Hundreds of Federal Sites Officially Drop Racial Slur From Their Names

The Interior Department is renaming locations across the country to remove the derogatory word for Native American women

A butte in Gem County, Idaho, is now named Sehewoki’I Newenee’an Katete. Photo by John Sowell / Idaho Statesman / Tribune News Service / Getty Images

A racist and misogynist slur referring to Native American women will no longer be included in the names of hundreds of islands, lakes, rivers, mountains and other geographic sites around the United States.

Last month, the United States Department of the Interior completed its ten-month-long process of removing the word “squaw” from federal use, and the federal Board on Geographic Names approved the final replacement names for 643 sites that included the slur. The decision took effect immediately, per a statement from the department.

The new names apply to public lands located all over the country, from Beacon Peak in Arizona to Lowrey Run Valley in Pennsylvania.

“Yes, this is just one word,” writes Deb Haaland, the Interior Department secretary, in an opinion piece for the Washington Post. “But words matter.”

Haaland, a member of the Pueblo of the Laguna and a 35th-generation New Mexican, is the first Native American to serve as a cabinet secretary. She argues that the derogatory term is “not a casual insult” and that the damage it has caused “cannot be overstated.”

The term likely originated as an inoffensive word for “woman” in the Algonquian language. But as white settlers latched onto the term and began employing it for their own purposes, it took on new, pejorative meanings. Throughout the rest of American history, it has endured as a slur.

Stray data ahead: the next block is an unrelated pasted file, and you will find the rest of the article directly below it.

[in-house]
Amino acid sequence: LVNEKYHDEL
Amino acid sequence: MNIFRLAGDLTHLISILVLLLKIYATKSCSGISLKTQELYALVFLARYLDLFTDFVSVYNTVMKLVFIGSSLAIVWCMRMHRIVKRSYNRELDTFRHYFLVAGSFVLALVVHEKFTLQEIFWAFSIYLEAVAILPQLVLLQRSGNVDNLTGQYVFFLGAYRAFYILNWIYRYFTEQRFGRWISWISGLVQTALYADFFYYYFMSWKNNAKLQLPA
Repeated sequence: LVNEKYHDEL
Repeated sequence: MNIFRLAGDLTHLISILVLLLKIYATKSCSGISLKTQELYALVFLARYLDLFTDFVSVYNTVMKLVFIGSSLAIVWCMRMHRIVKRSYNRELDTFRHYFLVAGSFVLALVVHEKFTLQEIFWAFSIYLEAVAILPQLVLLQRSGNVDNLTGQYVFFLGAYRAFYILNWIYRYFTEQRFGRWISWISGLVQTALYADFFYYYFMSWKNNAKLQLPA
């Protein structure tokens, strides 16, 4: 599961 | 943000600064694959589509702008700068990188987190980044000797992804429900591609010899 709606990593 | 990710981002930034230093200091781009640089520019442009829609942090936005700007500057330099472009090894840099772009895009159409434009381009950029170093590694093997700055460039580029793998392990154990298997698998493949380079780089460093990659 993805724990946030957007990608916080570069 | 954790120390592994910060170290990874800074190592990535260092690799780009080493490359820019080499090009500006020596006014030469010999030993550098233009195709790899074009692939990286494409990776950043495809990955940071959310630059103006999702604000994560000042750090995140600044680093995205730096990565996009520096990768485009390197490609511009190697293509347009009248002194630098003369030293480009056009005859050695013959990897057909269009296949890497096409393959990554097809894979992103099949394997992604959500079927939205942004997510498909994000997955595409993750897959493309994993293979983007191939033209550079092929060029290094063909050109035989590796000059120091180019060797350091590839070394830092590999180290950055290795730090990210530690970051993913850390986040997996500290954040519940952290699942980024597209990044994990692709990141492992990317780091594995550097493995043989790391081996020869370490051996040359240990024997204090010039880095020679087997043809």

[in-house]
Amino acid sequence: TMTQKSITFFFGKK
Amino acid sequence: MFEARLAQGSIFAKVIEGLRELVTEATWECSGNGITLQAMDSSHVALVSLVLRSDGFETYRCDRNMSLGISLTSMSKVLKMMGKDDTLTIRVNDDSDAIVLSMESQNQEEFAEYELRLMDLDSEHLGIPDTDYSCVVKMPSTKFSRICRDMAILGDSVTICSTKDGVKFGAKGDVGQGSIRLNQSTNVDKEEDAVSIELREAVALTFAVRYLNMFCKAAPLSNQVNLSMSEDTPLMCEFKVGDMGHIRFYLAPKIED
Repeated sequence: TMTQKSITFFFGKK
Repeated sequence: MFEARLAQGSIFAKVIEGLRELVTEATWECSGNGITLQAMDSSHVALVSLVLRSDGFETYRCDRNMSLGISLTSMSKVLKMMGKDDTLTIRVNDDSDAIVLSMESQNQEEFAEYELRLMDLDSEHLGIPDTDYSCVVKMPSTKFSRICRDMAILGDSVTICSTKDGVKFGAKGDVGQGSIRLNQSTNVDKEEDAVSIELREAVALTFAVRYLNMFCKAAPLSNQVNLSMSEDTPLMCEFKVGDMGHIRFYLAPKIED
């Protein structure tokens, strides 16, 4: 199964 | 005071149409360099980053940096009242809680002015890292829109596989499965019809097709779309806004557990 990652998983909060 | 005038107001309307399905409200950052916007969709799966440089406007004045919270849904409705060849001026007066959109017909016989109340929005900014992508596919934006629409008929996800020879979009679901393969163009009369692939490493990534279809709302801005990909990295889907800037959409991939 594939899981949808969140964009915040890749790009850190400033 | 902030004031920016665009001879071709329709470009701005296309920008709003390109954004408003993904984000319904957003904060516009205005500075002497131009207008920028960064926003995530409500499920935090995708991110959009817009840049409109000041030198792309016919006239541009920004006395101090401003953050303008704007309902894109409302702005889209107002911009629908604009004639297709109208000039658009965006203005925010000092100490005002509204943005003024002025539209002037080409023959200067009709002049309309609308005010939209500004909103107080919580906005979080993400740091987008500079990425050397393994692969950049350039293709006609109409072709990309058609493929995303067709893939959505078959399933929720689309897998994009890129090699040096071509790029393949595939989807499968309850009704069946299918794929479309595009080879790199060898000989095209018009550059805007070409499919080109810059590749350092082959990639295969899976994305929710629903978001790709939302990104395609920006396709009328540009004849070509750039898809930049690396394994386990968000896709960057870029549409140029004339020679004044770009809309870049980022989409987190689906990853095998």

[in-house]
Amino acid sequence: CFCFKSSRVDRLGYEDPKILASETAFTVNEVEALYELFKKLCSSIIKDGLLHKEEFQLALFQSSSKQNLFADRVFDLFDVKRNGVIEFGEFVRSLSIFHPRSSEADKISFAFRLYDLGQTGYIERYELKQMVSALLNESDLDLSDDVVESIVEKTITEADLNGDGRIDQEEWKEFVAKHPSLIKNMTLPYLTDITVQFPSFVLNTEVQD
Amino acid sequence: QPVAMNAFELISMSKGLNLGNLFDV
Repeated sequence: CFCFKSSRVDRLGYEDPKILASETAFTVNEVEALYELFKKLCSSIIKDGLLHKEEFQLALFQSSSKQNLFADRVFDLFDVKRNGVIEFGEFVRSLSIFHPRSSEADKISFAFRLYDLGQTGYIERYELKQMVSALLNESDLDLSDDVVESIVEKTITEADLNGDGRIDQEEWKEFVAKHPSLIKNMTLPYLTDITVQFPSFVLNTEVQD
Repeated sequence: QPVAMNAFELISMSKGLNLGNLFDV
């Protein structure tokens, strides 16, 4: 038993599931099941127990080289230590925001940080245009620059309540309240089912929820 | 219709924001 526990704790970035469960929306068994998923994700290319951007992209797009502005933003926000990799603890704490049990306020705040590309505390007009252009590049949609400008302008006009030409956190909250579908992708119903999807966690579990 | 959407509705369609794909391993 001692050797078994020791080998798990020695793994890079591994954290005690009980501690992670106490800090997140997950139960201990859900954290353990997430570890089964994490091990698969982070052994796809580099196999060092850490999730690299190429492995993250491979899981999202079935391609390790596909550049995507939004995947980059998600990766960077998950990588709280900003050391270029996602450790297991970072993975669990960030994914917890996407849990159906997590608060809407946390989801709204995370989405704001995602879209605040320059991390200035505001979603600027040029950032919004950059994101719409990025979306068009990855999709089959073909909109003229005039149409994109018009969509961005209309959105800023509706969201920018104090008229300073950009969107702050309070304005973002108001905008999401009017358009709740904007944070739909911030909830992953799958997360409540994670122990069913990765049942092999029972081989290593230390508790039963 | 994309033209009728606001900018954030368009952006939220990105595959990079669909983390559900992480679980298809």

“From the outset, Europeans who set the first foot on this continent sought to take over the land, to colonize it and to remove the Native Americans they viewed as a hindrance to amassing land and power,” writes Haaland. “In pursuit of this mission, the rape and sexual assault of Indigenous women were used as weapons. And instead of calling them women, the men would use that word.”

For the men who uttered it, she adds, the word helped them justify their acts, “as if using cheap slang would make the victims somehow deserving of assault—even to this day.”

Palisades Tahoe sign with snow
A ski area in California changed its name to Palisades Tahoe in September 2021. Courtesy of Kate Abraham / Palisades Tahoe

To determine replacement names for the sites, federal officials collaborated with nearly 70 tribal governments and considered more than 1,000 recommendations from members of the public. The process began last November, when Haaland issued a secretary’s order that declared the term derogatory and established a task force to review the names of federal sites.

Elsewhere, other efforts have made headway in banishing the slur at the state level. Maine, Oregon, Minnesota and Montana have passed laws to remove the word from place names. Earlier this month, California’s governor signed a bill to remove the derogatory term from the names of nearly 100 geographic sites across the state. In Alaska, a group of elementary school students is pushing to rename a creek and a road in their community that contain the word.

Private entities are also taking similar steps. A historic ski resort in California changed its name to Palisades Tahoe in September 2021.

The word “‘is a hurtful term, and we’re not hurtful people,” Dee Byrne, the ski resort’s president, told the New York Times’ Vimal Patel last year.

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